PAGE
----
Fair Value Accounting – Investment Property under the new FRS 102

Written on 18 June 2014

For accounting periods beginning on or after 1 January 2015, FRS 102, based on the International Financial Report Standard for Small and Medium-sized Entities, will replace UK GAAP. This will have a big impact on the financial statements for many entities who have historically prepared accounts under UK GAAP, including key changes in the way investment properties are accounted for.

Under UK GAAP there is a requirement for investment property to be revalued at the end of the accounting period or every five years by an external valuer. FRS 102 however dictates that valuations are required at sufficient intervals such that carrying value is not materially different to fair value.

The treatment of the resulting movements in value will also change; any increases or decreases in valuations under FRS 102 are taken through the profit and loss account, rather than through the Statement of Recognised Gains and Losses, a significant difference which is likely to mean that annual profits or losses may become much more volatile under the new regime.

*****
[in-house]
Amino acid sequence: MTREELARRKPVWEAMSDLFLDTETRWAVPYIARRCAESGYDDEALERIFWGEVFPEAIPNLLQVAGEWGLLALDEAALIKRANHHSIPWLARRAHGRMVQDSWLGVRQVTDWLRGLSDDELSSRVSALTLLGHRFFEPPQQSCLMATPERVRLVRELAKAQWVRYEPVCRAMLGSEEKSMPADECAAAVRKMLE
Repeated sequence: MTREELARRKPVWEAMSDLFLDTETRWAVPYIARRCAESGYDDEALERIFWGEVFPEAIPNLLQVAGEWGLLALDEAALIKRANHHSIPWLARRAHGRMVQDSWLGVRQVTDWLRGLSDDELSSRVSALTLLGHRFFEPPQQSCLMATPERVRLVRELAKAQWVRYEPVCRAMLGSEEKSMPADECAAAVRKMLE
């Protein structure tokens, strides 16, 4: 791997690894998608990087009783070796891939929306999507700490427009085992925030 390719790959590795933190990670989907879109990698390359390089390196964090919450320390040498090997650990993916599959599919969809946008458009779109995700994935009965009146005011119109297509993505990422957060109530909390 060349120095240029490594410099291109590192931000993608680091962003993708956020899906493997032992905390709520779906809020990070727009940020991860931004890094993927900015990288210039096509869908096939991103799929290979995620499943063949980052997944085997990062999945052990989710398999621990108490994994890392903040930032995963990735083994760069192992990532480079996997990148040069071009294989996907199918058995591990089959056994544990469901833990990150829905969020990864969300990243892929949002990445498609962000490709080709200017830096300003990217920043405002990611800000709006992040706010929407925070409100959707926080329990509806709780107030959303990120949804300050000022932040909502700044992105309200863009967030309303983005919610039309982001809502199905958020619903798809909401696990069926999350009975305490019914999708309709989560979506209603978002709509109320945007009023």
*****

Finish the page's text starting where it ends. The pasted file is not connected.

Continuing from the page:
In addition, the new rules require deferred tax to be recognised on the re-valued amounts. Deferred tax is measured using rates and allowances applicable on the theoretical sale of the investment property. As with valuations, this charge will also go through the profit and loss account, any deferred tax charge being set against the valuation gain accompanying it.

Last, but by no means least, UK GAAP currently requires a separate revaluation reserve to be created in the balance sheet to account for the change in property value, however, under FRS 102 a separate reserve is no longer mandatory. The problem with this is that under Companies Act 2006, dividends can only be paid to shareholders from distributable reserves; as valuation movements and deferred tax are now going through the profit and loss account (both of which represent non-distributable reserves), it will no longer be obvious from the balance sheet how much distributable reserves are available for dividends.

Clearly it is going to be prudent to maintain separate records regarding the levels of distributable and non-distributable reserves to ensure that no unlawful dividends are distributed.

For more information regarding the impact of FRS102 on investment properties contact Ben Lee.